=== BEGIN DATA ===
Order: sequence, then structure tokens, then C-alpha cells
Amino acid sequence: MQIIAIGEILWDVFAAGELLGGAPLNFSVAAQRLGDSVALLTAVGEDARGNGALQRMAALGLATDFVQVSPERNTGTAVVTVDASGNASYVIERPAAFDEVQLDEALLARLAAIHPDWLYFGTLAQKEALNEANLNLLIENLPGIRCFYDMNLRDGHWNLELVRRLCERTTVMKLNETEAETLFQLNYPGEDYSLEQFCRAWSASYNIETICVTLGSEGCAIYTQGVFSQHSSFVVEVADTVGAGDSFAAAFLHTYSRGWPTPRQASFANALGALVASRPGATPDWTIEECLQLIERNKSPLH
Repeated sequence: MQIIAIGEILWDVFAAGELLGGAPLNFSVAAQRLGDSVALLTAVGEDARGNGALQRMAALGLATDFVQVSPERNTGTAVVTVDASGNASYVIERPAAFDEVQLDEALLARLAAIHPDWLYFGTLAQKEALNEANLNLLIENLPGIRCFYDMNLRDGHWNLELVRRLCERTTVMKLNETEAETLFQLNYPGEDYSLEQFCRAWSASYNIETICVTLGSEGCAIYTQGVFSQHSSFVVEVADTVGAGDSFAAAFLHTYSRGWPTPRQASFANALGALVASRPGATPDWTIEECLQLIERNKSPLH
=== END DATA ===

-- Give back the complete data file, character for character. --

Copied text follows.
Order: sequence, then structure tokens, then C-alpha cells
Amino acid sequence: MQIIAIGEILWDVFAAGELLGGAPLNFSVAAQRLGDSVALLTAVGEDARGNGALQRMAALGLATDFVQVSPERNTGTAVVTVDASGNASYVIERPAAFDEVQLDEALLARLAAIHPDWLYFGTLAQKEALNEANLNLLIENLPGIRCFYDMNLRDGHWNLELVRRLCERTTVMKLNETEAETLFQLNYPGEDYSLEQFCRAWSASYNIETICVTLGSEGCAIYTQGVFSQHSSFVVEVADTVGAGDSFAAAFLHTYSRGWPTPRQASFANALGALVASRPGATPDWTIEECLQLIERNKSPLH
Repeated sequence: MQIIAIGEILWDVFAAGELLGGAPLNFSVAAQRLGDSVALLTAVGEDARGNGALQRMAALGLATDFVQVSPERNTGTAVVTVDASGNASYVIERPAAFDEVQLDEALLARLAAIHPDWLYFGTLAQKEALNEANLNLLIENLPGIRCFYDMNLRDGHWNLELVRRLCERTTVMKLNETEAETLFQLNYPGEDYSLEQFCRAWSASYNIETICVTLGSEGCAIYTQGVFSQHSSFVVEVADTVGAGDSFAAAFLHTYSRGWPTPRQASFANALGALVASRPGATPDWTIEECLQLIERNKSPLH